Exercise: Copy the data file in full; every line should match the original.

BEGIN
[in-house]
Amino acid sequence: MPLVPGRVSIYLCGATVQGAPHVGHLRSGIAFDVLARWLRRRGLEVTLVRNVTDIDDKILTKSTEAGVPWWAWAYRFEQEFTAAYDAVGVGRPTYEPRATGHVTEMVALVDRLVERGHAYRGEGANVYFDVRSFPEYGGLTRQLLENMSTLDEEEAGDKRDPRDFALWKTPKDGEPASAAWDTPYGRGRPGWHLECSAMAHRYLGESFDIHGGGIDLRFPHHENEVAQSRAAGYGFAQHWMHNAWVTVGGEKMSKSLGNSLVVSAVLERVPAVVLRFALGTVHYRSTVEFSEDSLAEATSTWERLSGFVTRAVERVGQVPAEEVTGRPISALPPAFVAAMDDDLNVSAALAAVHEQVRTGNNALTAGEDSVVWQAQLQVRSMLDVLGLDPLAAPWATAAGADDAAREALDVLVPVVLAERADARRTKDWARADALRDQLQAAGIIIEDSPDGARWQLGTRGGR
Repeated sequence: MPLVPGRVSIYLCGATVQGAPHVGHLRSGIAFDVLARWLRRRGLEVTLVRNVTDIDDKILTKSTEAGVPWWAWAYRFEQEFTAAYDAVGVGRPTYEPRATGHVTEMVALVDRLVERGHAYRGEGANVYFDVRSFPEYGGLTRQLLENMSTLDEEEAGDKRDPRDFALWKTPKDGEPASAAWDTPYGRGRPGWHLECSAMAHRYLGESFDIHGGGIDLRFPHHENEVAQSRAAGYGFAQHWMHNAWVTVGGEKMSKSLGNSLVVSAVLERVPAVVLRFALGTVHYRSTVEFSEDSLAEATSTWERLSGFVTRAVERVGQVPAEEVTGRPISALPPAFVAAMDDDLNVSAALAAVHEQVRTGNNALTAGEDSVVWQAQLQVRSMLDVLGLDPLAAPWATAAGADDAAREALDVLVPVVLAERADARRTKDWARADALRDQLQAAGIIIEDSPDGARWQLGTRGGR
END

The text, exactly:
[in-house]
Amino acid sequence: MPLVPGRVSIYLCGATVQGAPHVGHLRSGIAFDVLARWLRRRGLEVTLVRNVTDIDDKILTKSTEAGVPWWAWAYRFEQEFTAAYDAVGVGRPTYEPRATGHVTEMVALVDRLVERGHAYRGEGANVYFDVRSFPEYGGLTRQLLENMSTLDEEEAGDKRDPRDFALWKTPKDGEPASAAWDTPYGRGRPGWHLECSAMAHRYLGESFDIHGGGIDLRFPHHENEVAQSRAAGYGFAQHWMHNAWVTVGGEKMSKSLGNSLVVSAVLERVPAVVLRFALGTVHYRSTVEFSEDSLAEATSTWERLSGFVTRAVERVGQVPAEEVTGRPISALPPAFVAAMDDDLNVSAALAAVHEQVRTGNNALTAGEDSVVWQAQLQVRSMLDVLGLDPLAAPWATAAGADDAAREALDVLVPVVLAERADARRTKDWARADALRDQLQAAGIIIEDSPDGARWQLGTRGGR
Repeated sequence: MPLVPGRVSIYLCGATVQGAPHVGHLRSGIAFDVLARWLRRRGLEVTLVRNVTDIDDKILTKSTEAGVPWWAWAYRFEQEFTAAYDAVGVGRPTYEPRATGHVTEMVALVDRLVERGHAYRGEGANVYFDVRSFPEYGGLTRQLLENMSTLDEEEAGDKRDPRDFALWKTPKDGEPASAAWDTPYGRGRPGWHLECSAMAHRYLGESFDIHGGGIDLRFPHHENEVAQSRAAGYGFAQHWMHNAWVTVGGEKMSKSLGNSLVVSAVLERVPAVVLRFALGTVHYRSTVEFSEDSLAEATSTWERLSGFVTRAVERVGQVPAEEVTGRPISALPPAFVAAMDDDLNVSAALAAVHEQVRTGNNALTAGEDSVVWQAQLQVRSMLDVLGLDPLAAPWATAAGADDAAREALDVLVPVVLAERADARRTKDWARADALRDQLQAAGIIIEDSPDGARWQLGTRGGR